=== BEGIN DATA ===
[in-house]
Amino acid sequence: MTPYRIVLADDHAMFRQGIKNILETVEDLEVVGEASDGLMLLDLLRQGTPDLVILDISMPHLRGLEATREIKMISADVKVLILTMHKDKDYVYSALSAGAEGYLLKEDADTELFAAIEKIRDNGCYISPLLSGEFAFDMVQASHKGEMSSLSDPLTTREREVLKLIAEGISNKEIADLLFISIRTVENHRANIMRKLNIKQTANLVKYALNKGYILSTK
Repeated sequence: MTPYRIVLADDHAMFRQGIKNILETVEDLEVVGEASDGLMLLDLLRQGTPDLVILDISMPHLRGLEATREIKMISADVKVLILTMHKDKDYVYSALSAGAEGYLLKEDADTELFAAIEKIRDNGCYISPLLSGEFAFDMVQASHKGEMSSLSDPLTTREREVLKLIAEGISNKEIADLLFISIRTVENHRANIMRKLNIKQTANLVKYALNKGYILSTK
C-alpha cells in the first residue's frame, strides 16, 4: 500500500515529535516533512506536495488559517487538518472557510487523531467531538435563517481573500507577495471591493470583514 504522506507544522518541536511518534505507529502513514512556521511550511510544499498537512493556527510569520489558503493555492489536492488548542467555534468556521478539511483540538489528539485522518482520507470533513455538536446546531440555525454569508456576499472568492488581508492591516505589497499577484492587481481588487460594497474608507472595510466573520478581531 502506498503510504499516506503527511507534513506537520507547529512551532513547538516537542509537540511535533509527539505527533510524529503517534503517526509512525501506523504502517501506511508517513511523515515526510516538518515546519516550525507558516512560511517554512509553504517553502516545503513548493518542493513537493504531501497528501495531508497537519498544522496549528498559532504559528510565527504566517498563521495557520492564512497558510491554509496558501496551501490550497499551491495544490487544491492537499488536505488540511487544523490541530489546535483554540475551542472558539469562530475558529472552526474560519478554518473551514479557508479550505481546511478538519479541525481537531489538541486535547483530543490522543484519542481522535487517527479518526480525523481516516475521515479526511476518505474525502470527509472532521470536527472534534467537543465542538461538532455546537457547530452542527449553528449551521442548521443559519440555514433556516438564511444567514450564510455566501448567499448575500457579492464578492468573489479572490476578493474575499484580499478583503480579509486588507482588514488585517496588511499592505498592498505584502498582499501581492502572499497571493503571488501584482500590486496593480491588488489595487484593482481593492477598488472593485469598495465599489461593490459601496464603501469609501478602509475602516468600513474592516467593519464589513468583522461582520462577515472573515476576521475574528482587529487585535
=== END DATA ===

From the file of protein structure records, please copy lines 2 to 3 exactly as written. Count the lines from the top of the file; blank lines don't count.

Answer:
Amino acid sequence: MTPYRIVLADDHAMFRQGIKNILETVEDLEVVGEASDGLMLLDLLRQGTPDLVILDISMPHLRGLEATREIKMISADVKVLILTMHKDKDYVYSALSAGAEGYLLKEDADTELFAAIEKIRDNGCYISPLLSGEFAFDMVQASHKGEMSSLSDPLTTREREVLKLIAEGISNKEIADLLFISIRTVENHRANIMRKLNIKQTANLVKYALNKGYILSTK
Repeated sequence: MTPYRIVLADDHAMFRQGIKNILETVEDLEVVGEASDGLMLLDLLRQGTPDLVILDISMPHLRGLEATREIKMISADVKVLILTMHKDKDYVYSALSAGAEGYLLKEDADTELFAAIEKIRDNGCYISPLLSGEFAFDMVQASHKGEMSSLSDPLTTREREVLKLIAEGISNKEIADLLFISIRTVENHRANIMRKLNIKQTANLVKYALNKGYILSTK